Heritage covenant modified following controversy
Revised renovation plans for a controversial Queen’s Park heritage home have received city council’s blessing.
The changes were made after the original revisions received negative reviews from the neighbourhood.
A heritage covenant for the home at 218 Fourth St. was originally established in 2007. As the work slowly proceeded some small changes were allowed. But in mid-2013 city inspectors determined major changes had been made contravening the covenant. A stop work order was placed on the home.
The owners were told they could either remove all of the work and build according to the covenant or ask council for it to be modified. They opted for a modification. Despite objections from some city councillors their request went to a public hearing Oct. 28, 2013. But there was little support for the revision from neighbours and the Queen’s Park Residents Association.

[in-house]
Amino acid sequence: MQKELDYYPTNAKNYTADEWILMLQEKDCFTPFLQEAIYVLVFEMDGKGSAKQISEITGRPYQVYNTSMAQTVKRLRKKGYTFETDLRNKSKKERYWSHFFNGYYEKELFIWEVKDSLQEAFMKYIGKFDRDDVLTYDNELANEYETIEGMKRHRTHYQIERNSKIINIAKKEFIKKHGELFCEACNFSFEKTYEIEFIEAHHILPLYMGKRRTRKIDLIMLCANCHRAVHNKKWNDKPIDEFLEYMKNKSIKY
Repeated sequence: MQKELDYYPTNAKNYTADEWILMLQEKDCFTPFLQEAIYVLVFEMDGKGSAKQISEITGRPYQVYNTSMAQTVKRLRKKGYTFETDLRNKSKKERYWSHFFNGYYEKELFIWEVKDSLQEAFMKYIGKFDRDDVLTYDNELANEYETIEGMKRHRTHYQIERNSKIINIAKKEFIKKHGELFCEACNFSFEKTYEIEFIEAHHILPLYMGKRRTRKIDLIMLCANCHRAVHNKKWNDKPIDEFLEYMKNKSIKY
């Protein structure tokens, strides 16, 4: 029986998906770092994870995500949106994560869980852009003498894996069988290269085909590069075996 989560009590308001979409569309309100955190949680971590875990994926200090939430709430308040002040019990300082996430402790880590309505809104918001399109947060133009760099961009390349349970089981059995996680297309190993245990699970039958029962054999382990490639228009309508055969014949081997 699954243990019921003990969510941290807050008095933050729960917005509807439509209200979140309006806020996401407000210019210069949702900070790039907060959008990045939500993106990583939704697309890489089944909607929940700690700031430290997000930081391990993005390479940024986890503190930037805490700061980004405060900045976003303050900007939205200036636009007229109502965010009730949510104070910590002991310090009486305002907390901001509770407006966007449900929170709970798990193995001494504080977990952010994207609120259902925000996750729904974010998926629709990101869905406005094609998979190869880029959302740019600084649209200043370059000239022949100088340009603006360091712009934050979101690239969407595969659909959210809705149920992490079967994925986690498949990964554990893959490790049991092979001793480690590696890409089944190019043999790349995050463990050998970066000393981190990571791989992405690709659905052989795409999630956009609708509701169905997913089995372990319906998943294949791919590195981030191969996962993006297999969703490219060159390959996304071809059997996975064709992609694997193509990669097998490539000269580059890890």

The biggest concern was the loss of a tower at the mid-point on the St. George Street side of the home. There were also objections to the pitch of the dormers.
A second set of revised plans was submitted in December and a survey of neighbours showed 52 per cent supported them. With such a slim majority, the owners worked with the architect to answer the community concerns further and make the design closer to the 2007 covenant design.
The new plans include raising the tower, making the pitch of the gabled dormer steeper to match the tower and other dormers, and installing decorative elements with a modern interpretation.
Staff recommended the latest modifications to the covenant be approved which they were without discussion by council.